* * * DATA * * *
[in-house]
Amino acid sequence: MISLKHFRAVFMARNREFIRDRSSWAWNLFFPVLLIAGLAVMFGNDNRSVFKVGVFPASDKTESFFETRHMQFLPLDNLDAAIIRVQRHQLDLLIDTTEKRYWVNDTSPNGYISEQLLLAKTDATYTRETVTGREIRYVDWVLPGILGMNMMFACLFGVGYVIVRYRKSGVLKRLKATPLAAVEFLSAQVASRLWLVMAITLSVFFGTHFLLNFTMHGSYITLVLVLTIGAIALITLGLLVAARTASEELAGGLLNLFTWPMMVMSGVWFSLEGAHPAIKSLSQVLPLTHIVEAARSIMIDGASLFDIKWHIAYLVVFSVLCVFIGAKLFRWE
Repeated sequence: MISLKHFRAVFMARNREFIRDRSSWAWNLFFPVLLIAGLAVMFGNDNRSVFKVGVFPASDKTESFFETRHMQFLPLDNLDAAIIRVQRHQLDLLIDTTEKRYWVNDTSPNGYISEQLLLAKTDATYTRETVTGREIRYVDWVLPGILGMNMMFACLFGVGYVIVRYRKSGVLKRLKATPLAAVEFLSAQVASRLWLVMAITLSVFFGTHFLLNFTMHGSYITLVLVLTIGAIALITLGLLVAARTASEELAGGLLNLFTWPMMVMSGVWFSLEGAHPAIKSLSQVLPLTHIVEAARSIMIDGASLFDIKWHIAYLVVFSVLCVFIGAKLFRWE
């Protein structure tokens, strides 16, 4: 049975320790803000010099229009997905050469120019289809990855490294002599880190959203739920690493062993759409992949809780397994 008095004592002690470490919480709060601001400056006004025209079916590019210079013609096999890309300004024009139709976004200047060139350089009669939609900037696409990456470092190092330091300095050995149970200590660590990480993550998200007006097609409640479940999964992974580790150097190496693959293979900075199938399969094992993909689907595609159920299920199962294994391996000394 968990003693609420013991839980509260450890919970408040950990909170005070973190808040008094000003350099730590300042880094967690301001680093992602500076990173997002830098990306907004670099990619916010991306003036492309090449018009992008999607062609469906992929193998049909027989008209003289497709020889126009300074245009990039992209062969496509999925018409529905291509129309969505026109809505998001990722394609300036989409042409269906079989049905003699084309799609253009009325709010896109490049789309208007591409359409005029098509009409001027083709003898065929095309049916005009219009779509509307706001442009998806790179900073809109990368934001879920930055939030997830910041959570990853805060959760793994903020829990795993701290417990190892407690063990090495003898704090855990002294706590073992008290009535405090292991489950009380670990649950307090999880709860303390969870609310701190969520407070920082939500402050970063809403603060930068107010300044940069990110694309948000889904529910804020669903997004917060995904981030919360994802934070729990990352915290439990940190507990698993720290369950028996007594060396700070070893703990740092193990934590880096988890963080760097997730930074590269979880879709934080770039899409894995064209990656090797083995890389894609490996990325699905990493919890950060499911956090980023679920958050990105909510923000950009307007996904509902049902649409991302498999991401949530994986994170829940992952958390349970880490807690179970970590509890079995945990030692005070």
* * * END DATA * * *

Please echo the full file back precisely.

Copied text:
[in-house]
Amino acid sequence: MISLKHFRAVFMARNREFIRDRSSWAWNLFFPVLLIAGLAVMFGNDNRSVFKVGVFPASDKTESFFETRHMQFLPLDNLDAAIIRVQRHQLDLLIDTTEKRYWVNDTSPNGYISEQLLLAKTDATYTRETVTGREIRYVDWVLPGILGMNMMFACLFGVGYVIVRYRKSGVLKRLKATPLAAVEFLSAQVASRLWLVMAITLSVFFGTHFLLNFTMHGSYITLVLVLTIGAIALITLGLLVAARTASEELAGGLLNLFTWPMMVMSGVWFSLEGAHPAIKSLSQVLPLTHIVEAARSIMIDGASLFDIKWHIAYLVVFSVLCVFIGAKLFRWE
Repeated sequence: MISLKHFRAVFMARNREFIRDRSSWAWNLFFPVLLIAGLAVMFGNDNRSVFKVGVFPASDKTESFFETRHMQFLPLDNLDAAIIRVQRHQLDLLIDTTEKRYWVNDTSPNGYISEQLLLAKTDATYTRETVTGREIRYVDWVLPGILGMNMMFACLFGVGYVIVRYRKSGVLKRLKATPLAAVEFLSAQVASRLWLVMAITLSVFFGTHFLLNFTMHGSYITLVLVLTIGAIALITLGLLVAARTASEELAGGLLNLFTWPMMVMSGVWFSLEGAHPAIKSLSQVLPLTHIVEAARSIMIDGASLFDIKWHIAYLVVFSVLCVFIGAKLFRWE
């Protein structure tokens, strides 16, 4: 049975320790803000010099229009997905050469120019289809990855490294002599880190959203739920690493062993759409992949809780397994 008095004592002690470490919480709060601001400056006004025209079916590019210079013609096999890309300004024009139709976004200047060139350089009669939609900037696409990456470092190092330091300095050995149970200590660590990480993550998200007006097609409640479940999964992974580790150097190496693959293979900075199938399969094992993909689907595609159920299920199962294994391996000394 968990003693609420013991839980509260450890919970408040950990909170005070973190808040008094000003350099730590300042880094967690301001680093992602500076990173997002830098990306907004670099990619916010991306003036492309090449018009992008999607062609469906992929193998049909027989008209003289497709020889126009300074245009990039992209062969496509999925018409529905291509129309969505026109809505998001990722394609300036989409042409269906079989049905003699084309799609253009009325709010896109490049789309208007591409359409005029098509009409001027083709003898065929095309049916005009219009779509509307706001442009998806790179900073809109990368934001879920930055939030997830910041959570990853805060959760793994903020829990795993701290417990190892407690063990090495003898704090855990002294706590073992008290009535405090292991489950009380670990649950307090999880709860303390969870609310701190969520407070920082939500402050970063809403603060930068107010300044940069990110694309948000889904529910804020669903997004917060995904981030919360994802934070729990990352915290439990940190507990698993720290369950028996007594060396700070070893703990740092193990934590880096988890963080760097997730930074590269979880879709934080770039899409894995064209990656090797083995890389894609490996990325699905990493919890950060499911956090980023679920958050990105909510923000950009307007996904509902049902649409991302498999991401949530994986994170829940992952958390349970880490807690179970970590509890079995945990030692005070």